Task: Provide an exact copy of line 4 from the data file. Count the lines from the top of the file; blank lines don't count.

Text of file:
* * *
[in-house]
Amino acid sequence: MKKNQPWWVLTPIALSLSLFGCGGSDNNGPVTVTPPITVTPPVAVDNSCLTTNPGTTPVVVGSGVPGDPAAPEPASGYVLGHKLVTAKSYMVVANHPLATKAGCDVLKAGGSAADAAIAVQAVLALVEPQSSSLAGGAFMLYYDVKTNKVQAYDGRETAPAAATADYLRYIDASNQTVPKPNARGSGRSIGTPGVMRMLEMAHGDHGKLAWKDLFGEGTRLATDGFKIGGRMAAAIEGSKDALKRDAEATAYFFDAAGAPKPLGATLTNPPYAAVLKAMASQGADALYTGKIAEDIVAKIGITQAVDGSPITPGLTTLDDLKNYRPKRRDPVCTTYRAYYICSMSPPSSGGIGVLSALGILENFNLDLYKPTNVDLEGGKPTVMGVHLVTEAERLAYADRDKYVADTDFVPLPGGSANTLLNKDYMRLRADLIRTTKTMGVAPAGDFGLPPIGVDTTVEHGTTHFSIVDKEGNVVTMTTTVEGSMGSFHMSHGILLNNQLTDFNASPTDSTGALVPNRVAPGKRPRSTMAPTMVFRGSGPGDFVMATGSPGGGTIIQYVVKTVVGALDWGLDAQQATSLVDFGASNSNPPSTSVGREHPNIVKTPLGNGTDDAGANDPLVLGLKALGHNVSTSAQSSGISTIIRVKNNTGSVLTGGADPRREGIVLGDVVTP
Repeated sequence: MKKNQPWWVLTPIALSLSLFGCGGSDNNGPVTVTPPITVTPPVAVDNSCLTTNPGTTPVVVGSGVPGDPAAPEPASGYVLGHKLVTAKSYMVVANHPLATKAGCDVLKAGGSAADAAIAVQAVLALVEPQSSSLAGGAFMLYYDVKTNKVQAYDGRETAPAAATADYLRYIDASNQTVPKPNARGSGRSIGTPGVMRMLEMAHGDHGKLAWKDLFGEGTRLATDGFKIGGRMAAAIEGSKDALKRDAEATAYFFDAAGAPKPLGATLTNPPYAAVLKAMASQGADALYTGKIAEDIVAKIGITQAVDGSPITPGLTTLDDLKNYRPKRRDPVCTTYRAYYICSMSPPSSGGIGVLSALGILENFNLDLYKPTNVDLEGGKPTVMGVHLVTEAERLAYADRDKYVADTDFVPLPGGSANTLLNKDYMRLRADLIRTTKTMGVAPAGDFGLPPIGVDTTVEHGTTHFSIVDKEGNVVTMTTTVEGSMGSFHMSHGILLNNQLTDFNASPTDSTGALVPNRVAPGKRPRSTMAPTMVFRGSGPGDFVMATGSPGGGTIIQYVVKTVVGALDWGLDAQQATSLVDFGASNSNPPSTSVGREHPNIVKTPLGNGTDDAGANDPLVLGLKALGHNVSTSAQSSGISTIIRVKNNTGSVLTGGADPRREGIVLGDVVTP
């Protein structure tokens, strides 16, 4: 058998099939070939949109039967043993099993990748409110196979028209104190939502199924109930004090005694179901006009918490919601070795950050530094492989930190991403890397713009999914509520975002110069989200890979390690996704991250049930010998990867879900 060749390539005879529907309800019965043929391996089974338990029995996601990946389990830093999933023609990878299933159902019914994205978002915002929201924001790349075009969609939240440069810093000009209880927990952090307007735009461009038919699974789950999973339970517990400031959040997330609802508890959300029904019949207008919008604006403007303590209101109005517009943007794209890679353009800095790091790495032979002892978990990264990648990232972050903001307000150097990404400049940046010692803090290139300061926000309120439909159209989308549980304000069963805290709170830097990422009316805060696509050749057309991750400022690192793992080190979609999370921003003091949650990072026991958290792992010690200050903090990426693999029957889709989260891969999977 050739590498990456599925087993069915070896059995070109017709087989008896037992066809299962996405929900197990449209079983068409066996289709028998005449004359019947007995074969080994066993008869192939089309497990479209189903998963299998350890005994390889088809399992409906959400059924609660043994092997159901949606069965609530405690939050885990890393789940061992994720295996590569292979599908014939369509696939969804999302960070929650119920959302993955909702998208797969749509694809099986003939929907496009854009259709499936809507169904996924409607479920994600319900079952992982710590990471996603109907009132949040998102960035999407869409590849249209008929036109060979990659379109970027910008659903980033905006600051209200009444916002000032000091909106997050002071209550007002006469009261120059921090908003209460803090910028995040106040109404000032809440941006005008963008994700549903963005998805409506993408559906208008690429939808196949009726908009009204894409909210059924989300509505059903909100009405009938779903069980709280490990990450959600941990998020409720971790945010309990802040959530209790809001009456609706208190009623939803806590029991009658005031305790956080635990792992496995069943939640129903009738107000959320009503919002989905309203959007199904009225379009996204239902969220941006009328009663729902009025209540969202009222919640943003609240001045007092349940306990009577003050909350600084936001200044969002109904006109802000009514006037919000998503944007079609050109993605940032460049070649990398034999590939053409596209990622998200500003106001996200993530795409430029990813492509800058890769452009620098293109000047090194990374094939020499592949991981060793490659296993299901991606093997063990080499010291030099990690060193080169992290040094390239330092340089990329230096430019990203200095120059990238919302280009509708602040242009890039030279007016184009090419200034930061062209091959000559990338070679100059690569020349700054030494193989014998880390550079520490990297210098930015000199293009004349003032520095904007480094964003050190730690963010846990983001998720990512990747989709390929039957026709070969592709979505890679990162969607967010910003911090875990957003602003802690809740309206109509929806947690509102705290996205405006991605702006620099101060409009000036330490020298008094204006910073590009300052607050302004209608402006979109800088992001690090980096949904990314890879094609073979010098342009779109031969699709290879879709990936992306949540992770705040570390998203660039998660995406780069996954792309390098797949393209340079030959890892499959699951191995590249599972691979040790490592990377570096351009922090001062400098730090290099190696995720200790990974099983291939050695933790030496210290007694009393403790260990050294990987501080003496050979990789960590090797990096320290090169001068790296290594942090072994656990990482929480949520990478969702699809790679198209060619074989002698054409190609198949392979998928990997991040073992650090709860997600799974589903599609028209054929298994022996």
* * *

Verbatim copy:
């Protein structure tokens, strides 16, 4: 058998099939070939949109039967043993099993990748409110196979028209104190939502199924109930004090005694179901006009918490919601070795950050530094492989930190991403890397713009999914509520975002110069989200890979390690996704991250049930010998990867879900 060749390539005879529907309800019965043929391996089974338990029995996601990946389990830093999933023609990878299933159902019914994205978002915002929201924001790349075009969609939240440069810093000009209880927990952090307007735009461009038919699974789950999973339970517990400031959040997330609802508890959300029904019949207008919008604006403007303590209101109005517009943007794209890679353009800095790091790495032979002892978990990264990648990232972050903001307000150097990404400049940046010692803090290139300061926000309120439909159209989308549980304000069963805290709170830097990422009316805060696509050749057309991750400022690192793992080190979609999370921003003091949650990072026991958290792992010690200050903090990426693999029957889709989260891969999977 050739590498990456599925087993069915070896059995070109017709087989008896037992066809299962996405929900197990449209079983068409066996289709028998005449004359019947007995074969080994066993008869192939089309497990479209189903998963299998350890005994390889088809399992409906959400059924609660043994092997159901949606069965609530405690939050885990890393789940061992994720295996590569292979599908014939369509696939969804999302960070929650119920959302993955909702998208797969749509694809099986003939929907496009854009259709499936809507169904996924409607479920994600319900079952992982710590990471996603109907009132949040998102960035999407869409590849249209008929036109060979990659379109970027910008659903980033905006600051209200009444916002000032000091909106997050002071209550007002006469009261120059921090908003209460803090910028995040106040109404000032809440941006005008963008994700549903963005998805409506993408559906208008690429939808196949009726908009009204894409909210059924989300509505059903909100009405009938779903069980709280490990990450959600941990998020409720971790945010309990802040959530209790809001009456609706208190009623939803806590029991009658005031305790956080635990792992496995069943939640129903009738107000959320009503919002989905309203959007199904009225379009996204239902969220941006009328009663729902009025209540969202009222919640943003609240001045007092349940306990009577003050909350600084936001200044969002109904006109802000009514006037919000998503944007079609050109993605940032460049070649990398034999590939053409596209990622998200500003106001996200993530795409430029990813492509800058890769452009620098293109000047090194990374094939020499592949991981060793490659296993299901991606093997063990080499010291030099990690060193080169992290040094390239330092340089990329230096430019990203200095120059990238919302280009509708602040242009890039030279007016184009090419200034930061062209091959000559990338070679100059690569020349700054030494193989014998880390550079520490990297210098930015000199293009004349003032520095904007480094964003050190730690963010846990983001998720990512990747989709390929039957026709070969592709979505890679990162969607967010910003911090875990957003602003802690809740309206109509929806947690509102705290996205405006991605702006620099101060409009000036330490020298008094204006910073590009300052607050302004209608402006979109800088992001690090980096949904990314890879094609073979010098342009779109031969699709290879879709990936992306949540992770705040570390998203660039998660995406780069996954792309390098797949393209340079030959890892499959699951191995590249599972691979040790490592990377570096351009922090001062400098730090290099190696995720200790990974099983291939050695933790030496210290007694009393403790260990050294990987501080003496050979990789960590090797990096320290090169001068790296290594942090072994656990990482929480949520990478969702699809790679198209060619074989002698054409190609198949392979998928990997991040073992650090709860997600799974589903599609028209054929298994022996």